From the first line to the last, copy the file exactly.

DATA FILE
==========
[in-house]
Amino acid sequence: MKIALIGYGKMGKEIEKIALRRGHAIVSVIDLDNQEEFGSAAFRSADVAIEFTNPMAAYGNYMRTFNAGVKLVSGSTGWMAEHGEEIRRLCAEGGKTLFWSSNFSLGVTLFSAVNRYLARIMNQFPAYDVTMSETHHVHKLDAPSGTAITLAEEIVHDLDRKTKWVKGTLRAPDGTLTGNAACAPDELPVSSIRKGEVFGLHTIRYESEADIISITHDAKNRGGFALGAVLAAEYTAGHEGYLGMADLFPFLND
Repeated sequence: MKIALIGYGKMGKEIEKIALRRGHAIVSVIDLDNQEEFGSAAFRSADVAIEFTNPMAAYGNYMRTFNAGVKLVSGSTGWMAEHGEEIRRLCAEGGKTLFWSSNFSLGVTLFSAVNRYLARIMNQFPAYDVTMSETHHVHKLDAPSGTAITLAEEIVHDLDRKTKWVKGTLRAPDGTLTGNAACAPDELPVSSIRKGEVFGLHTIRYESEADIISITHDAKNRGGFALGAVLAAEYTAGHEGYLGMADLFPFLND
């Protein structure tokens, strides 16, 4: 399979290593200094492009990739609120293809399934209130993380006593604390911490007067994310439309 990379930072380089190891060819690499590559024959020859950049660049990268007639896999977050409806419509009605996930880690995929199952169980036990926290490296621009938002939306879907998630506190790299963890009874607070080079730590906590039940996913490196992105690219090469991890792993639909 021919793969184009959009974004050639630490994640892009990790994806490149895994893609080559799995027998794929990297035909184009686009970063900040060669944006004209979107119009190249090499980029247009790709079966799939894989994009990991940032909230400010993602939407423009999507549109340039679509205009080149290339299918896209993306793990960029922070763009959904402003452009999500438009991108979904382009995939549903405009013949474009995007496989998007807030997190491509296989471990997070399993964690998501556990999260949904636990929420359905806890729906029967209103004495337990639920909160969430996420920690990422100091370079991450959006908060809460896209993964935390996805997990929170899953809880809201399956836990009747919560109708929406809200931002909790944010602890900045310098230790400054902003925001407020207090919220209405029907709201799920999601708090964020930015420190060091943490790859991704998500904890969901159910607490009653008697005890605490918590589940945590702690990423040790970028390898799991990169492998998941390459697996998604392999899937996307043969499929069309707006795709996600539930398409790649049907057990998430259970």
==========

[in-house]
Amino acid sequence: MKIALIGYGKMGKEIEKIALRRGHAIVSVIDLDNQEEFGSAAFRSADVAIEFTNPMAAYGNYMRTFNAGVKLVSGSTGWMAEHGEEIRRLCAEGGKTLFWSSNFSLGVTLFSAVNRYLARIMNQFPAYDVTMSETHHVHKLDAPSGTAITLAEEIVHDLDRKTKWVKGTLRAPDGTLTGNAACAPDELPVSSIRKGEVFGLHTIRYESEADIISITHDAKNRGGFALGAVLAAEYTAGHEGYLGMADLFPFLND
Repeated sequence: MKIALIGYGKMGKEIEKIALRRGHAIVSVIDLDNQEEFGSAAFRSADVAIEFTNPMAAYGNYMRTFNAGVKLVSGSTGWMAEHGEEIRRLCAEGGKTLFWSSNFSLGVTLFSAVNRYLARIMNQFPAYDVTMSETHHVHKLDAPSGTAITLAEEIVHDLDRKTKWVKGTLRAPDGTLTGNAACAPDELPVSSIRKGEVFGLHTIRYESEADIISITHDAKNRGGFALGAVLAAEYTAGHEGYLGMADLFPFLND
């Protein structure tokens, strides 16, 4: 399979290593200094492009990739609120293809399934209130993380006593604390911490007067994310439309 990379930072380089190891060819690499590559024959020859950049660049990268007639896999977050409806419509009605996930880690995929199952169980036990926290490296621009938002939306879907998630506190790299963890009874607070080079730590906590039940996913490196992105690219090469991890792993639909 021919793969184009959009974004050639630490994640892009990790994806490149895994893609080559799995027998794929990297035909184009686009970063900040060669944006004209979107119009190249090499980029247009790709079966799939894989994009990991940032909230400010993602939407423009999507549109340039679509205009080149290339299918896209993306793990960029922070763009959904402003452009999500438009991108979904382009995939549903405009013949474009995007496989998007807030997190491509296989471990997070399993964690998501556990999260949904636990929420359905806890729906029967209103004495337990639920909160969430996420920690990422100091370079991450959006908060809460896209993964935390996805997990929170899953809880809201399956836990009747919560109708929406809200931002909790944010602890900045310098230790400054902003925001407020207090919220209405029907709201799920999601708090964020930015420190060091943490790859991704998500904890969901159910607490009653008697005890605490918590589940945590702690990423040790970028390898799991990169492998998941390459697996998604392999899937996307043969499929069309707006795709996600539930398409790649049907057990998430259970």